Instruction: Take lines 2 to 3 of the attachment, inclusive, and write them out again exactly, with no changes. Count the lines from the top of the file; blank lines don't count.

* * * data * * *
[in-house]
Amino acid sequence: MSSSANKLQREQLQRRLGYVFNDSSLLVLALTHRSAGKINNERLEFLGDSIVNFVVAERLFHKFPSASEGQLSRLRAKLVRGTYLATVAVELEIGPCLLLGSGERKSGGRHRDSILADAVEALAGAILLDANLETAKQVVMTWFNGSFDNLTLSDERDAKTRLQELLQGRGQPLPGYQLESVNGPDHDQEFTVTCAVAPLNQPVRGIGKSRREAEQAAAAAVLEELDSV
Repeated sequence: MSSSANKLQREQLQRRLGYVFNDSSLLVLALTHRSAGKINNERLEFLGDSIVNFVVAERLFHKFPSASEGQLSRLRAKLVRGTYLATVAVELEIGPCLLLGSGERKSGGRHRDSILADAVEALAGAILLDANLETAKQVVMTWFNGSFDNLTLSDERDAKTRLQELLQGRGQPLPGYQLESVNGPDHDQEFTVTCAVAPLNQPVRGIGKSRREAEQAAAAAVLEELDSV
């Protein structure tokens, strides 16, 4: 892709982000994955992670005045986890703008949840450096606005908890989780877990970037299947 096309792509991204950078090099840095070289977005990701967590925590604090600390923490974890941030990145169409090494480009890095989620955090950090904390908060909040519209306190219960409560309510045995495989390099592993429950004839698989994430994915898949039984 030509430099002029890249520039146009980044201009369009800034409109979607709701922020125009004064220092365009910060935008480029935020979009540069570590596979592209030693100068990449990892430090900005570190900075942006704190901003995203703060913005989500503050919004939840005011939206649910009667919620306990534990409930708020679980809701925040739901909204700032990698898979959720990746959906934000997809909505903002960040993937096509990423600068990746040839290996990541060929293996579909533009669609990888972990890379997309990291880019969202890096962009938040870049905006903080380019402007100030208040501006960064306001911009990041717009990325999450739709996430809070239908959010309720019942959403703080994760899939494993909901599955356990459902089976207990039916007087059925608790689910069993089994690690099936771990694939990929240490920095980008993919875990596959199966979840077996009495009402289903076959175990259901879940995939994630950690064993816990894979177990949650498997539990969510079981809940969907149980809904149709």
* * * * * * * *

Amino acid sequence: MSSSANKLQREQLQRRLGYVFNDSSLLVLALTHRSAGKINNERLEFLGDSIVNFVVAERLFHKFPSASEGQLSRLRAKLVRGTYLATVAVELEIGPCLLLGSGERKSGGRHRDSILADAVEALAGAILLDANLETAKQVVMTWFNGSFDNLTLSDERDAKTRLQELLQGRGQPLPGYQLESVNGPDHDQEFTVTCAVAPLNQPVRGIGKSRREAEQAAAAAVLEELDSV
Repeated sequence: MSSSANKLQREQLQRRLGYVFNDSSLLVLALTHRSAGKINNERLEFLGDSIVNFVVAERLFHKFPSASEGQLSRLRAKLVRGTYLATVAVELEIGPCLLLGSGERKSGGRHRDSILADAVEALAGAILLDANLETAKQVVMTWFNGSFDNLTLSDERDAKTRLQELLQGRGQPLPGYQLESVNGPDHDQEFTVTCAVAPLNQPVRGIGKSRREAEQAAAAAVLEELDSV